If organized labor’s predictions hold true, Tuesday’s election results amount to a train wreck for Minnesota’s workers.
Labor-endorsed candidates lost numerous races for the Legislature, turning over control of both houses to the Republican Party. The election for governor is still in limbo, with a recount possible to break the deadlock between labor-endorsed DFLer Mark Dayton and Republican Tom Emmer.
In Minnesota’s 8th District, which includes Duluth, the state’s most unionized community, and the blue-collar Iron Range, Republican Chip Cravaack won a narrow – but stunning – victory over Congressman Jim Oberstar, the longtime, labor-backed incumbent.
The change at the state level will have an immediate – and detrimental – impact on Minnesota workers, based on claims made during the election season. For starters, even if Dayton prevails to become governor, it’s unlikely he’ll have a multi-billion-dollar bonding bill on his desk within days of taking office.
Dayton and the DFL majorities in the current Legislature had promised to swiftly enact a bill that would employ an estimated 27,000 Minnesotans to rebuild the state’s infrastructure.
Instead, Governor Dayton would likely do battle with lawmakers intent on cutting state services and aid to local governments. Emmer, if elected governor, would lead the charge in making those cuts.
Unions representing public workers say state and local communities have already cut to the bone and any further reductions would devastate public services. Firefighters, for example, recently fought back efforts to eliminate the full-time positions in the Brainerd Fire Department.
No doubt pensions for public workers, negotiated over many decades in exchange for wage and other concessions, also will be under attack.
All this will occur as the state struggles with a projected $5.8 billion budget deficit and a jobless rate that stands officially at 7 percent, but is likely much higher if you take into account the many who have simply stopped looking.
When the Republican-controlled Legislature goes into session in January, the glib language that characterized the budget debate on the campaign trail will give way to the serious, punch-in-the-stomach reality that there are no easy answers. The plain truth is that any meaningful cuts would come at the expense of the state’s most vulnerable people – such as the elderly in long-term care. Health care costs eat up an ever-increasing portion of the state and federal budgets, making them a major contributor to the deficits.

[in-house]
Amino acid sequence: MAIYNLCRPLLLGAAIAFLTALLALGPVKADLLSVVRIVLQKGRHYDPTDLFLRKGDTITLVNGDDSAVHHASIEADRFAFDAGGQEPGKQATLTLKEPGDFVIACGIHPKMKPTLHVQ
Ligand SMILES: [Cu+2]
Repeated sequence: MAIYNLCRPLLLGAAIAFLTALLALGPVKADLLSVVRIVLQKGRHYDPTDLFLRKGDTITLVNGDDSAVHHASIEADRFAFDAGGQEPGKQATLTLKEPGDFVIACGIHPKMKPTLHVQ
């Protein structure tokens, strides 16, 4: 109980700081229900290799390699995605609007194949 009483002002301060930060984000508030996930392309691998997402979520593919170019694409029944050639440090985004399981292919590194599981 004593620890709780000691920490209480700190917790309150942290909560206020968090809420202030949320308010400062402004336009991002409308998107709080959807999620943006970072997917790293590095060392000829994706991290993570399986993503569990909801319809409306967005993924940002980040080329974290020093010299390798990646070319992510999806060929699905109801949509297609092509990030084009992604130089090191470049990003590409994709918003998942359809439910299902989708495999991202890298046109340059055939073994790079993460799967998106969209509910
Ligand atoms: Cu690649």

Will lawmakers step up to offer real solutions to the health care crisis and economic stagnation? National AFL-CIO President Richard Trumka cautions that Republicans should not interpret the election results nationally as a mandate to implement draconian cuts and ignore the needs of the working class.
The string of losses across the nation might also lead Trumka and other labor leaders to re-evaluate their approach to elections. Clearly, many union members either voted against their own interests (as defined by their union) or stayed home on Tuesday. Unions and their allies felt compelled to pump in massive amounts of money to promote their candidates to counter the record-level spending by the other side – a juggernaut unleashed by the U.S. Supreme Court decision allowing such spending, with no requirement to disclose the sources of the money.
In such a climate, the labor movement can choose to stay on the treadmill – and potentially continue to suffer losses – or jump off and engage in a strategy that goes beyond electoral politics to build support for the goals of economic and social justice. Their decision matters, because despite their shortcomings, unions remain the strongest force for raising the standard of living for workers, whether here in Minnesota or across the world.